Disruption of the democratic process is within arm’s reach, according to MiVote, the democracy start-up that plans to use the internet and mobile devices for voters to set the direction of their country.
Its founder, Adam Jacoby, believes that offering a platform to educate voters and help them choose from a range of policy options will help break undemocratic binary options and deadlocks on issues as broad as refugee policy and the energy mix.
MiVote, which already claims several thousand members in Australia and plans to expand into the United States and Canada, also aims to shake up some of the least popular elements of the democratic system. These include refusing donations, setting a two-term limit on its elected representatives, and binding any parliamentarians it gets elected to the will of the people.
Jacoby said he believed MiVote could succeed where others, such as the Flux party, had failed, because it offered a “redesign of the democratic model” rather than being just another technology solution applied to politics.The MiVote website and application runs regular fortnightly votes on policy questions. Before participants can vote, they must read about the policy problem and are presented with four possible solutions.
Votes have already determined that 89% of the participants support direct democracy and 69% would prefer politicians’ pay to be increased but want their entitlements to end when they leave office. The start-up is now conducting a vote on the energy mix.
“All the other technology systems offer yes-no, black-white binaries. We’re different – we say, here are four options, we want a tolerance check of which you could live with … and you can vote for more than one,” Jacoby said.
That reflects policy-making as it should be, he said, citing the example of asylum seekers. “The way the issue is put to us that you either care about protecting the borders or a humanitarian solution and can’t want both things, is a nonsense.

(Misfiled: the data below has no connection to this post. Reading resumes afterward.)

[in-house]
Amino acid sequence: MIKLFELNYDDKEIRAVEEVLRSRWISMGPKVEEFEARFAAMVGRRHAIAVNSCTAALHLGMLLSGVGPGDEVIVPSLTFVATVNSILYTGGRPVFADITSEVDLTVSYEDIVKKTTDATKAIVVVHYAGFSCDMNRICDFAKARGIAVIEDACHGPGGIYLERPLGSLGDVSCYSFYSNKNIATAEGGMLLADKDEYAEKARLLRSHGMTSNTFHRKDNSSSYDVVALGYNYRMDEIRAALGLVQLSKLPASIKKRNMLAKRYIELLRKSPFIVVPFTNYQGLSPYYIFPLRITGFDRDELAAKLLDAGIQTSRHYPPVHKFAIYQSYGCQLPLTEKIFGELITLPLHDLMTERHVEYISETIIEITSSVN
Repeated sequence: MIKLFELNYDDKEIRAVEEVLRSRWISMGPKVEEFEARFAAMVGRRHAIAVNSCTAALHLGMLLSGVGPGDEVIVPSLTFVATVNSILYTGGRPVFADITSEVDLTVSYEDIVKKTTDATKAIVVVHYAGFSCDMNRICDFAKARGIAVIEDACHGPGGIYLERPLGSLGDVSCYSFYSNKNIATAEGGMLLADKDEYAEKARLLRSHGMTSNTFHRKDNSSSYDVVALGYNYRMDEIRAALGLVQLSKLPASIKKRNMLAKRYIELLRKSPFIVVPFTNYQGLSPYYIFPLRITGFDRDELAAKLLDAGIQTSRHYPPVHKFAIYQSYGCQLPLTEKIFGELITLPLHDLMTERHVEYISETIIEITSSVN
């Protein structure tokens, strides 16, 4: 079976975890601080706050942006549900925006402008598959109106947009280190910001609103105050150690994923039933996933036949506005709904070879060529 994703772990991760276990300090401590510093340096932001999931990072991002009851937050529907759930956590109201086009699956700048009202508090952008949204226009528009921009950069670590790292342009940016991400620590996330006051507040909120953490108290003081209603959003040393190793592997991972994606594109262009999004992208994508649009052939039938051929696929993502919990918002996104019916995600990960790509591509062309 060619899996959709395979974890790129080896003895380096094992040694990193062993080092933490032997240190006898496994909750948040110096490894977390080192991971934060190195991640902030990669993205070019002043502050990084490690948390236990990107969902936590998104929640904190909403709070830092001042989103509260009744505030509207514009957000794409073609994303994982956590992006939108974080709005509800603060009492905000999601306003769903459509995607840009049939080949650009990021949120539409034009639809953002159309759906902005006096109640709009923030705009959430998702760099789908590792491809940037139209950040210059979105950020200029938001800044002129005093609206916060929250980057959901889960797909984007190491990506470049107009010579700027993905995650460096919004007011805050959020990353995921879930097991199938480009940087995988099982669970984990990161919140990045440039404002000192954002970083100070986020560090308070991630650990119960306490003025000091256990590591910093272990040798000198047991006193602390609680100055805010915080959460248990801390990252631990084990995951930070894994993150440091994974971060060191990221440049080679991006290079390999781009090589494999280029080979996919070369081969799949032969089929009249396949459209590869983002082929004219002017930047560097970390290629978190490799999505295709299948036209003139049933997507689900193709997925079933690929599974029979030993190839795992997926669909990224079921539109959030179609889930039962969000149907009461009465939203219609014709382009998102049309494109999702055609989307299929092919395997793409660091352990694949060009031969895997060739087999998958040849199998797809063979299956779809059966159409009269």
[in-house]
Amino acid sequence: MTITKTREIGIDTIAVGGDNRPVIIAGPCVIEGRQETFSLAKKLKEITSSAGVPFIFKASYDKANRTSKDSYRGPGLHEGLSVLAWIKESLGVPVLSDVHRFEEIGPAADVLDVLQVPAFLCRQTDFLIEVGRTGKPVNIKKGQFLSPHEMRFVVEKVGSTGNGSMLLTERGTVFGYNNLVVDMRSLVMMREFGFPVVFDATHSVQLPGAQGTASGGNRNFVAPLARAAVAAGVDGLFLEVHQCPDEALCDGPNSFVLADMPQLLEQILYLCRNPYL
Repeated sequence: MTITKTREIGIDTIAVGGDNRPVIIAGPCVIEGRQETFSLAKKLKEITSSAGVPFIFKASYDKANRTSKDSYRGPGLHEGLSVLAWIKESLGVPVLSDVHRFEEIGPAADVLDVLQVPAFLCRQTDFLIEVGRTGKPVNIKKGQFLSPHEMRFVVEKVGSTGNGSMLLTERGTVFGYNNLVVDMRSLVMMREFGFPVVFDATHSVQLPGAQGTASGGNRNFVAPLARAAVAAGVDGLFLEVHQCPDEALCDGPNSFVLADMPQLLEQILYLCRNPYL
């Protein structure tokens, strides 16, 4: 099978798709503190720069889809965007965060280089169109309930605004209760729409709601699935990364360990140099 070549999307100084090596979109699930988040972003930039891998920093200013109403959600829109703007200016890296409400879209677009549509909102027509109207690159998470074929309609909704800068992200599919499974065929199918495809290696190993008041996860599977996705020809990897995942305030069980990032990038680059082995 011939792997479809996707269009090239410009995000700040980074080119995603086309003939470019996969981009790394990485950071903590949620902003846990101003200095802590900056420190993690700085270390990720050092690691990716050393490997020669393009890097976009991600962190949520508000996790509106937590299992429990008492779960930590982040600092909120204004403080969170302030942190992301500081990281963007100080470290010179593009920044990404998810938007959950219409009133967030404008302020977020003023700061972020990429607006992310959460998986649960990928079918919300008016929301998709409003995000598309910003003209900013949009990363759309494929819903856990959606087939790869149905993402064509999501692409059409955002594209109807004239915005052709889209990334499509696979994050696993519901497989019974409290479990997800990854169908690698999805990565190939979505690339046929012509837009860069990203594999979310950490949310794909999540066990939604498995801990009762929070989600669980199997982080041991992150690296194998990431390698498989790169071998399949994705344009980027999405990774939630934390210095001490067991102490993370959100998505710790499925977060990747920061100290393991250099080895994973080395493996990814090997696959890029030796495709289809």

“They aren’t binary – want to protect borders but in a humane way. But our current system doesn’t allow to make those choices.”
MiVote aims to get senators elected on a platform of following the direction set by voters. If elected, they would be prohibited from offering personal views, and then bound to follow the voters’ will.
Jacoby said the votes would determine the “destination”, or long-term priorities, rather than having “granular legislative conversations” about how the party should vote bill by bill.
For example, voters would be asked if they were more concerned about electricity prices, climate change, helping industry and jobs, or meeting international commitments, and parliamentarians would vote on energy policy according to their judgement of how to enact that direction.
“We’re not saying that MiVote is going make decisions on an app and that will replace representative government,” Jacoby said.
“It’s an incremental shift … we recognise the need for representative government, but the role of the representative needs to be different.
“They need to be more responsive to the will of the people and they will be held more accountable and deliver a less ideological approach.”
Jacoby accuses minor parties, including the Nick Xenophon Team and Pauline Hanson’s One Nation, of being “brokers for their world view” that they enact through horse-trading and modification of government legislation.
“Whether you agree with those parties or not, it’s undemocratic,” he said, citing One Nation’s threat not to support government savings bills unless it cuts funding to the ABC.